a) Evidence codes - IDA: Inferred from Direct Assay; TAS: Traceable Author Statement (i.e., a direct report exists in the literature); NAS: Non-traceable Author Statement (i.e., not directly observed for the living, isolated sample, but based on a generally accepted property for the species, or anecdotal evidence). These evidence codes are from the Gene Ontology project [13].

Genome sequencing information

Genome project history

The genome of D. indicum strain S5 was selected for sequencing in 2007 by the DOE Joint Genome Institute as a part of the DOE JGI Community Sequencing Program. The Quality Draft (QD) assembly and annotation were completed on July 3, 2009, and presented for public access on December 31, 2009 in the ORNL database. The final complete genome was made available on September 14, 2010. Table 2 presents the project information and its association with MIGS version 2.0 compliance [15].
Table 2.

Project information

MIGS ID

Property

Term

MIGS-31

Finishing quality

Finished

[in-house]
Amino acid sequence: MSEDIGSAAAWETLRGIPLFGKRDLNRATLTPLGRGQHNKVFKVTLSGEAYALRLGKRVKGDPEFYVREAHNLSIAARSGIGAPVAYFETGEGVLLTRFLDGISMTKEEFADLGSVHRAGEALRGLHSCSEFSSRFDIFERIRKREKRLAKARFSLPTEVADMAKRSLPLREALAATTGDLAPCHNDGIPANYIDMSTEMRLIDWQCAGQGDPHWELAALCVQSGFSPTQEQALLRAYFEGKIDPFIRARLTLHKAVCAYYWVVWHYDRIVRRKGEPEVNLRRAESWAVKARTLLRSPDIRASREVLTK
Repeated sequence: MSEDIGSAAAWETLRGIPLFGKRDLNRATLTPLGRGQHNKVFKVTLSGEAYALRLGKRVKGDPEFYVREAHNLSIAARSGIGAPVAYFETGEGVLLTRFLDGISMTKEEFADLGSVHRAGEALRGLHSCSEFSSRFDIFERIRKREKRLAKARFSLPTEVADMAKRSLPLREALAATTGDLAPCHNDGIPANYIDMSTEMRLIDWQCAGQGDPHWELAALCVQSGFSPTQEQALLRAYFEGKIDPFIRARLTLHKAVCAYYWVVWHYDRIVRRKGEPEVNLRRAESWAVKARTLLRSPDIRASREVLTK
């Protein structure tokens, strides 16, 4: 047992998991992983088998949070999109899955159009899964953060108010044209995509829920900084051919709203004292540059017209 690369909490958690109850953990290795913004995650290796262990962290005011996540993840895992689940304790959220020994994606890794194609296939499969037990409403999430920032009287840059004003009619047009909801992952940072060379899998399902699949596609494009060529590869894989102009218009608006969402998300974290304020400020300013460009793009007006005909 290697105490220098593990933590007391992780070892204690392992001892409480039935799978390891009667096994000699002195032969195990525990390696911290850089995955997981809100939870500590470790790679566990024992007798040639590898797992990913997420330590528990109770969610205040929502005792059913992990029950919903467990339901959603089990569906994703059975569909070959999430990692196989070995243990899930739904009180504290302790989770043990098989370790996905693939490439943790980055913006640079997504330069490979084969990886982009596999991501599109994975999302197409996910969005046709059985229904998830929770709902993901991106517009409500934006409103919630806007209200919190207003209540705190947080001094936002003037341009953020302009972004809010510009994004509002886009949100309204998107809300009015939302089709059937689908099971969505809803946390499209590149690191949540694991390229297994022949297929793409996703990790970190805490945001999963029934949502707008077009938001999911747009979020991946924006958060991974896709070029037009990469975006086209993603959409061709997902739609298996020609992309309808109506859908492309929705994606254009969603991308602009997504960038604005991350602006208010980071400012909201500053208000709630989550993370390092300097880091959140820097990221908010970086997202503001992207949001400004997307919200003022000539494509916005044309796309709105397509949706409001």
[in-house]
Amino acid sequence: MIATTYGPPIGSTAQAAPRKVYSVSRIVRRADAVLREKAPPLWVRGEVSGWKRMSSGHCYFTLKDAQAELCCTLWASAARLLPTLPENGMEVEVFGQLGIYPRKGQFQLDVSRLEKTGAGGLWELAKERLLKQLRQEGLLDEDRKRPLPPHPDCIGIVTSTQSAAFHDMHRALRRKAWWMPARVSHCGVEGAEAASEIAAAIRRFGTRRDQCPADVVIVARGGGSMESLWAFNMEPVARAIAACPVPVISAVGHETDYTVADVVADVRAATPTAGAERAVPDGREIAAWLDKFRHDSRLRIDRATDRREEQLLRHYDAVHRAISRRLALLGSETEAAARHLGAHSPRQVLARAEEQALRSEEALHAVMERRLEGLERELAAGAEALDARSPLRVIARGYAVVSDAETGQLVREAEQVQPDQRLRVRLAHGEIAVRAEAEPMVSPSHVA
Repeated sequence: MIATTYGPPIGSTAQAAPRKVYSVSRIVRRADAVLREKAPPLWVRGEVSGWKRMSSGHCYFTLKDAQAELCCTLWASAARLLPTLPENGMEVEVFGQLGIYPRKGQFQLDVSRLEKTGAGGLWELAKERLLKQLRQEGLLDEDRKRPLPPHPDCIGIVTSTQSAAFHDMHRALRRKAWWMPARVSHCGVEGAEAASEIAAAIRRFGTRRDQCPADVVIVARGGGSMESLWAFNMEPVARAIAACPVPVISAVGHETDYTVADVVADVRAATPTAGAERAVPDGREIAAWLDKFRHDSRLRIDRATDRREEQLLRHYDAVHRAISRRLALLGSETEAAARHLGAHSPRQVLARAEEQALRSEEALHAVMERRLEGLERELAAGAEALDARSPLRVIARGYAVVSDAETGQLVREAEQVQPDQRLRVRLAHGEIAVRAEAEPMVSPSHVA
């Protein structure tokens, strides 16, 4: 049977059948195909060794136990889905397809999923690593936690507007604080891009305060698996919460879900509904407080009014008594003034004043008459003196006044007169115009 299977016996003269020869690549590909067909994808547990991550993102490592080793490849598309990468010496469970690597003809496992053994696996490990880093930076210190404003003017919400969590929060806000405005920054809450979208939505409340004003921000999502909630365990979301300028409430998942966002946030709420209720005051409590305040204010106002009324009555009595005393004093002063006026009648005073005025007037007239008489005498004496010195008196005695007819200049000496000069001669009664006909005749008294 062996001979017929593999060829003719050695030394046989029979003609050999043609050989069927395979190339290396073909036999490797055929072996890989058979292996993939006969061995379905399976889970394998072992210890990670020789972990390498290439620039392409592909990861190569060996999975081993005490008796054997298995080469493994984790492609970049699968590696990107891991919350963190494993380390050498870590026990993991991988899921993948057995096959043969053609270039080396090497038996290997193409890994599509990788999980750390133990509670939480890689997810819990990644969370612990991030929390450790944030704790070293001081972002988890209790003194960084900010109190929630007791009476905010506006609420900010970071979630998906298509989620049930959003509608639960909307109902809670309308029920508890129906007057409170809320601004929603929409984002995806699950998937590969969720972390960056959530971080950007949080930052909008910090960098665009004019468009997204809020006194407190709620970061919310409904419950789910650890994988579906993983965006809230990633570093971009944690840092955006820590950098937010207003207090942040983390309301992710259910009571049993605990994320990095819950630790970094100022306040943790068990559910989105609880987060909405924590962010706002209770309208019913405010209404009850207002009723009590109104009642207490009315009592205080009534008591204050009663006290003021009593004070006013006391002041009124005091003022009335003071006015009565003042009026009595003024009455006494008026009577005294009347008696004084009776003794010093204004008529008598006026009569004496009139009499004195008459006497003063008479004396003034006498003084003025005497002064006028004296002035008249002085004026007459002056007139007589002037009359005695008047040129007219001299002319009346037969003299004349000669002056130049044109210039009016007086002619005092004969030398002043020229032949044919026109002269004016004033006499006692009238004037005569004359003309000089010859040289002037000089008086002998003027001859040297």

MIGS-28

Libraries used

454 Titanium standard, 454 Paired End, Illumina (Solexa)

MIGS-29

Sequencing platforms

454, Illumina

MIGS-31.2

Fold coverage

198× (454 data), 222× (Illumina)

MIGS-30

Assemblers

Newbler, Velvet

MIGS-32

Gene calling method

Prodigal, GenePRIMP

 

Genome Database release

Jan 4, 2010 (draft)

 

Genbank ID

CP002432, NC_014836

 

Genbank Date of Release

Jan 6, 2011 (draft)

 

GOLD ID

Gi02042

 

Project relevance

Bioremediation, Biotechnological, Environmental, Biogeochemical cycling of As and Se

Growth conditions and DNA isolation

D. indicum was grown in mineral salt medium at 28°C with 20 mM pyruvate as carbon source and 10 mM nitrate as electron acceptor, as previously described [12,16]. Genomic DNA was isolated from an 80-ml culture using a phenol-chloroform extraction protocol [17].

Genome sequencing and assembly